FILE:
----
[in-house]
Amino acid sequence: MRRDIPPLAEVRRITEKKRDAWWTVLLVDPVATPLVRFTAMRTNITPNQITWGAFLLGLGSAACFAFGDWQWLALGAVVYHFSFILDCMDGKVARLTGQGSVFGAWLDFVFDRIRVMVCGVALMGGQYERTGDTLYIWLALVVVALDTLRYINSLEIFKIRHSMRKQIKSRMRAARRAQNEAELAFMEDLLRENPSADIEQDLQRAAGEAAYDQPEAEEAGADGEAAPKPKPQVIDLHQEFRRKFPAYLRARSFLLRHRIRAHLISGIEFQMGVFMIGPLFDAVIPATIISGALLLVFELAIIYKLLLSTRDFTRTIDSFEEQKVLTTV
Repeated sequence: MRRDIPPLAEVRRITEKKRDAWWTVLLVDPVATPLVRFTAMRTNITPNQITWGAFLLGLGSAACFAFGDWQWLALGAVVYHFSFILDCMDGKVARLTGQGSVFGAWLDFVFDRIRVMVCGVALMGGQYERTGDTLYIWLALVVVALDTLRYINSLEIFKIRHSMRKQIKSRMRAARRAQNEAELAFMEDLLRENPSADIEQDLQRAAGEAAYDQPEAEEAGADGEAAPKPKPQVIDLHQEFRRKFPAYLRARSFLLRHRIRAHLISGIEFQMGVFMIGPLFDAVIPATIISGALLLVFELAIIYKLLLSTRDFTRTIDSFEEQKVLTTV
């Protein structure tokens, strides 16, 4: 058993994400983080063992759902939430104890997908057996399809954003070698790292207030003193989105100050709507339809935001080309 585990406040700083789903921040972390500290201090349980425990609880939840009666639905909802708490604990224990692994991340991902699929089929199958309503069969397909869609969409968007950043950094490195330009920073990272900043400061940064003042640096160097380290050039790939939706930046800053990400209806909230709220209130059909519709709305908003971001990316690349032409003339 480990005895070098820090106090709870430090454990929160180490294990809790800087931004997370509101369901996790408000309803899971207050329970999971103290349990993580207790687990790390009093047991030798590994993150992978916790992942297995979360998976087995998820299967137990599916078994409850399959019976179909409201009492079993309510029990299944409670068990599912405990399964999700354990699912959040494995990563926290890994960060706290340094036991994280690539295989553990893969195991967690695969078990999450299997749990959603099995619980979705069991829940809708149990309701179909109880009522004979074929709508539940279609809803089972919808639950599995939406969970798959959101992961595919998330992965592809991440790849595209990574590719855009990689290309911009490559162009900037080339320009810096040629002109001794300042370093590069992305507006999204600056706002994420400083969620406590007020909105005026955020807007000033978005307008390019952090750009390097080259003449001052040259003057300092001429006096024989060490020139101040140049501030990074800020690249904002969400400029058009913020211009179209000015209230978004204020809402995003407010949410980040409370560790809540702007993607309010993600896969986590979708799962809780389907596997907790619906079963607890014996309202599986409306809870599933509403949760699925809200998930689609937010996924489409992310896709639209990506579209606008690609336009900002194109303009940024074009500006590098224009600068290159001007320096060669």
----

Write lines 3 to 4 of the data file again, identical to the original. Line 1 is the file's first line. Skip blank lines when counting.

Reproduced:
Repeated sequence: MRRDIPPLAEVRRITEKKRDAWWTVLLVDPVATPLVRFTAMRTNITPNQITWGAFLLGLGSAACFAFGDWQWLALGAVVYHFSFILDCMDGKVARLTGQGSVFGAWLDFVFDRIRVMVCGVALMGGQYERTGDTLYIWLALVVVALDTLRYINSLEIFKIRHSMRKQIKSRMRAARRAQNEAELAFMEDLLRENPSADIEQDLQRAAGEAAYDQPEAEEAGADGEAAPKPKPQVIDLHQEFRRKFPAYLRARSFLLRHRIRAHLISGIEFQMGVFMIGPLFDAVIPATIISGALLLVFELAIIYKLLLSTRDFTRTIDSFEEQKVLTTV
């Protein structure tokens, strides 16, 4: 058993994400983080063992759902939430104890997908057996399809954003070698790292207030003193989105100050709507339809935001080309 585990406040700083789903921040972390500290201090349980425990609880939840009666639905909802708490604990224990692994991340991902699929089929199958309503069969397909869609969409968007950043950094490195330009920073990272900043400061940064003042640096160097380290050039790939939706930046800053990400209806909230709220209130059909519709709305908003971001990316690349032409003339 480990005895070098820090106090709870430090454990929160180490294990809790800087931004997370509101369901996790408000309803899971207050329970999971103290349990993580207790687990790390009093047991030798590994993150992978916790992942297995979360998976087995998820299967137990599916078994409850399959019976179909409201009492079993309510029990299944409670068990599912405990399964999700354990699912959040494995990563926290890994960060706290340094036991994280690539295989553990893969195991967690695969078990999450299997749990959603099995619980979705069991829940809708149990309701179909109880009522004979074929709508539940279609809803089972919808639950599995939406969970798959959101992961595919998330992965592809991440790849595209990574590719855009990689290309911009490559162009900037080339320009810096040629002109001794300042370093590069992305507006999204600056706002994420400083969620406590007020909105005026955020807007000033978005307008390019952090750009390097080259003449001052040259003057300092001429006096024989060490020139101040140049501030990074800020690249904002969400400029058009913020211009179209000015209230978004204020809402995003407010949410980040409370560790809540702007993607309010993600896969986590979708799962809780389907596997907790619906079963607890014996309202599986409306809870599933509403949760699925809200998930689609937010996924489409992310896709639209990506579209606008690609336009900002194109303009940024074009500006590098224009600068290159001007320096060669």